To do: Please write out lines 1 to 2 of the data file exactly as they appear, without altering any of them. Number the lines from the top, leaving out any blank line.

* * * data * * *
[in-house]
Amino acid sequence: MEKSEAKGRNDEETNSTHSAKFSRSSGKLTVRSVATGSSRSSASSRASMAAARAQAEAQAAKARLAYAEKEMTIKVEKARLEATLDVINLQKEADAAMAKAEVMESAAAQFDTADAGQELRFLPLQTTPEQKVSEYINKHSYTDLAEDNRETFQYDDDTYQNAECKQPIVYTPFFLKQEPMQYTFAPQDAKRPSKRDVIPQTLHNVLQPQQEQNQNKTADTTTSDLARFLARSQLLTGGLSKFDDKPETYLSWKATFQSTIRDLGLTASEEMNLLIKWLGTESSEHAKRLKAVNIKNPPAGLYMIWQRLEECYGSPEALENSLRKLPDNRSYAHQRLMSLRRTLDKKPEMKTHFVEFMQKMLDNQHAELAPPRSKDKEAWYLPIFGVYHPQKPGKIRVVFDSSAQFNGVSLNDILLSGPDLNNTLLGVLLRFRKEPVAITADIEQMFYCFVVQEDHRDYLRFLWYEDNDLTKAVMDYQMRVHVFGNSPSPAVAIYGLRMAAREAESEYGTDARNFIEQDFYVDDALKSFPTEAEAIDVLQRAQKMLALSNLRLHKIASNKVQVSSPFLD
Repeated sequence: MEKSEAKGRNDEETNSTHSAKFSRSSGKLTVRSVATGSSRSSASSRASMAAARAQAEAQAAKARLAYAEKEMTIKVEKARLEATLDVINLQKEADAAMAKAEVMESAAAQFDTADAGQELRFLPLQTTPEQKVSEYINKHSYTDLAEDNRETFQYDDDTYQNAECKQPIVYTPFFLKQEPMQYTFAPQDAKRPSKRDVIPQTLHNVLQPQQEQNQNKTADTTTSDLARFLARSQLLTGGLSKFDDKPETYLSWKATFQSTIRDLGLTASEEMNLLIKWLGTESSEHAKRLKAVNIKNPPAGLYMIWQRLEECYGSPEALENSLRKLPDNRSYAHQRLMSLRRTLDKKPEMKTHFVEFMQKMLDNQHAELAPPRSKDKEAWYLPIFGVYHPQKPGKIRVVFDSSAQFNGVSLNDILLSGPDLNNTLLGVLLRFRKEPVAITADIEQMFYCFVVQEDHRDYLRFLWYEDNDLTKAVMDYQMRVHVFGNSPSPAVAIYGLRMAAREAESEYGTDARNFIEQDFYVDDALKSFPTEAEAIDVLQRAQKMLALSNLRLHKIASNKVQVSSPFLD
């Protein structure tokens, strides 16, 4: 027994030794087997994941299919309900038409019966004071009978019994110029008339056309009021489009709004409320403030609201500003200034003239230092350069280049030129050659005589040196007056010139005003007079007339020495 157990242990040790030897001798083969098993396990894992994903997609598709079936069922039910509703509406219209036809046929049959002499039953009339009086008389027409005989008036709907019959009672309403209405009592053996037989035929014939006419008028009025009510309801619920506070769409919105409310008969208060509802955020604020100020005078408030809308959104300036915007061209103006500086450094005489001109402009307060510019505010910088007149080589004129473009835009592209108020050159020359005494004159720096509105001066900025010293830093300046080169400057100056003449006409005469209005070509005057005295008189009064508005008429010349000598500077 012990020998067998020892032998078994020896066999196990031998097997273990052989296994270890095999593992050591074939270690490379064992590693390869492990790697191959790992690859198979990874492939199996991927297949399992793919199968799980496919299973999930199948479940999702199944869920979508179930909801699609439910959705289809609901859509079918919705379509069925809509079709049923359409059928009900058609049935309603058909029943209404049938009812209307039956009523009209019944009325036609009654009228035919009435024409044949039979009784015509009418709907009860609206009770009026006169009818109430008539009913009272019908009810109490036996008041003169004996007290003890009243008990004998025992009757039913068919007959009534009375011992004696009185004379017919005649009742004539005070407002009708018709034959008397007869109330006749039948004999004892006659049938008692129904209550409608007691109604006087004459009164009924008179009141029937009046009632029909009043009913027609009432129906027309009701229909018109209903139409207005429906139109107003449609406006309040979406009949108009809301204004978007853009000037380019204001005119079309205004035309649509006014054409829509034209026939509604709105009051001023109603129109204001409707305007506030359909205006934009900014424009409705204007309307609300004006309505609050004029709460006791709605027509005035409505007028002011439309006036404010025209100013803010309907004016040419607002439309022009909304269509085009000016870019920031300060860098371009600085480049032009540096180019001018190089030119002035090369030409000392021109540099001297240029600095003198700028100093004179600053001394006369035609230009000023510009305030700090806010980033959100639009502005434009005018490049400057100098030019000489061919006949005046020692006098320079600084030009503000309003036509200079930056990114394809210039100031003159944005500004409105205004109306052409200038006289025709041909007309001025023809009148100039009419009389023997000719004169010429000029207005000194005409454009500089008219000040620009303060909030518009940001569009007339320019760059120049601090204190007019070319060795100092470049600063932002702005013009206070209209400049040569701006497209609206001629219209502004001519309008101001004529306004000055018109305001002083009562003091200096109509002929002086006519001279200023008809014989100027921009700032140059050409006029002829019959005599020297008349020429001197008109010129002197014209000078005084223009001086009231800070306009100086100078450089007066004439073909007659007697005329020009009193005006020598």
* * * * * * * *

[in-house]
Amino acid sequence: MEKSEAKGRNDEETNSTHSAKFSRSSGKLTVRSVATGSSRSSASSRASMAAARAQAEAQAAKARLAYAEKEMTIKVEKARLEATLDVINLQKEADAAMAKAEVMESAAAQFDTADAGQELRFLPLQTTPEQKVSEYINKHSYTDLAEDNRETFQYDDDTYQNAECKQPIVYTPFFLKQEPMQYTFAPQDAKRPSKRDVIPQTLHNVLQPQQEQNQNKTADTTTSDLARFLARSQLLTGGLSKFDDKPETYLSWKATFQSTIRDLGLTASEEMNLLIKWLGTESSEHAKRLKAVNIKNPPAGLYMIWQRLEECYGSPEALENSLRKLPDNRSYAHQRLMSLRRTLDKKPEMKTHFVEFMQKMLDNQHAELAPPRSKDKEAWYLPIFGVYHPQKPGKIRVVFDSSAQFNGVSLNDILLSGPDLNNTLLGVLLRFRKEPVAITADIEQMFYCFVVQEDHRDYLRFLWYEDNDLTKAVMDYQMRVHVFGNSPSPAVAIYGLRMAAREAESEYGTDARNFIEQDFYVDDALKSFPTEAEAIDVLQRAQKMLALSNLRLHKIASNKVQVSSPFLD